House makeover, Kinsman edition
The house was deemed a state and national historic landmark in 1971.
WARREN -- Exterior renovations are about to begin at a historic and weathered Mahoning Avenue Northwest mansion.
Bids were opened Tuesday for the work at the Kinsman House, a Greek Revival style structure built in 1832.
The base bids were below the architect's $468,000 estimate: Jack Gibson Construction Co. of Warren bid $442,000 for 90 working days; Jance Construction of Mentor, $412,000 for 75 working days.
The project, planned since 2001, includes both the house and nearby land office, 303 and 321 Mahoning. The architect is Gaede Serne Architects Inc., Cleveland, a specialist in historic renovations.
Dale R. Serne, architect, said the exterior renovation involves "everything really except the roof." That metal roof was replaced about five years ago.
This work includes stripping, cleaning and repainting the brick; a common brick was used and it will be repainted, possibly its original maizelike color, Serne said.
Windows, shutters, exterior woodwork and all brick and stone exterior surfaces including chimneys are part of the project.
Alternates above and beyond the base bids that would add to the cost include underground electrical service, lighting and a protection system, repair or replacement of bricks and replacement of columns.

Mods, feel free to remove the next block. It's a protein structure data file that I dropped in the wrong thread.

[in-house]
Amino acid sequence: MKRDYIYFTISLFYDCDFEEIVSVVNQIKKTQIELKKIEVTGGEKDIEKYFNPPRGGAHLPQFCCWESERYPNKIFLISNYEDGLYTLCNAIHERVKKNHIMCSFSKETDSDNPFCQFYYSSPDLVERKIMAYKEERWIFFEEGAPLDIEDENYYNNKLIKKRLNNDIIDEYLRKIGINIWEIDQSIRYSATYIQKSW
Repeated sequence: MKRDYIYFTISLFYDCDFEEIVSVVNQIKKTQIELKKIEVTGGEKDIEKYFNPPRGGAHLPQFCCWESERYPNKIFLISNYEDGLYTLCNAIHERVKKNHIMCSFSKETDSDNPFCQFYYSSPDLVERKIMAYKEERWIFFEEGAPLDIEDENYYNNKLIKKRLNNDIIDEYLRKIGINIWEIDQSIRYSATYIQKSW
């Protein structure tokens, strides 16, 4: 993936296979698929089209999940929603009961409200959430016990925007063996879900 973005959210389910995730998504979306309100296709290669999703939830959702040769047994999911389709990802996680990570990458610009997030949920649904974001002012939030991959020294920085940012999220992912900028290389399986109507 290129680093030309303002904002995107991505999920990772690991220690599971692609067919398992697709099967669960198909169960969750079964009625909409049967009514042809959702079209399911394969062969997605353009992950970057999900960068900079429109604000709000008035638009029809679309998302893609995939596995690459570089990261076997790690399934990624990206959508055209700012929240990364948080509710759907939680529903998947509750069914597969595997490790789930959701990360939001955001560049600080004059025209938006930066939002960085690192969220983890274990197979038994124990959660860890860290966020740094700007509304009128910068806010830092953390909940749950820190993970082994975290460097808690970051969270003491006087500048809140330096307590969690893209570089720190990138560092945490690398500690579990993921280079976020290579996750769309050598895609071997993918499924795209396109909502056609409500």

The house's massive columns, however, will be repaired -- not replaced -- because of cost, Serne said.
The city's board of control -- Mayor Michael O'Brien and Auditor David Griffing -- will review the bids and make a recommendation within 10 days.
The Kinsman House project is a part of Warren's Community Development Block Grant program.
The house was commissioned by Isaac Ladd on land given by Gen. Simon Perkins to his daughter Olive and her husband, Frederick Kinsman.
According to "An Historic Walk Along Mahoning Avenue," compiled by Grace C. Allison and published by the Fine Arts Council of Trumbull County, the house during the 1930s was used as a branch of Hiram College; in 1940 it became a courthouse annex.
The house was restored during the 1970s with an Ohio grant for historical renovation. It was designated a state and national historic landmark in 1971. Alterations made over the years did not disturb historic aspects of the home.
The land office (Connecticut Land Company Office) is immediately north of the Kinsman House. It is a small building with Doric columns. Perkins sold tracts of the Western Reserve from this building, which was built some time before the house.
It began being used in the 1960s by Trumbull County's Soldier's Relief Commission.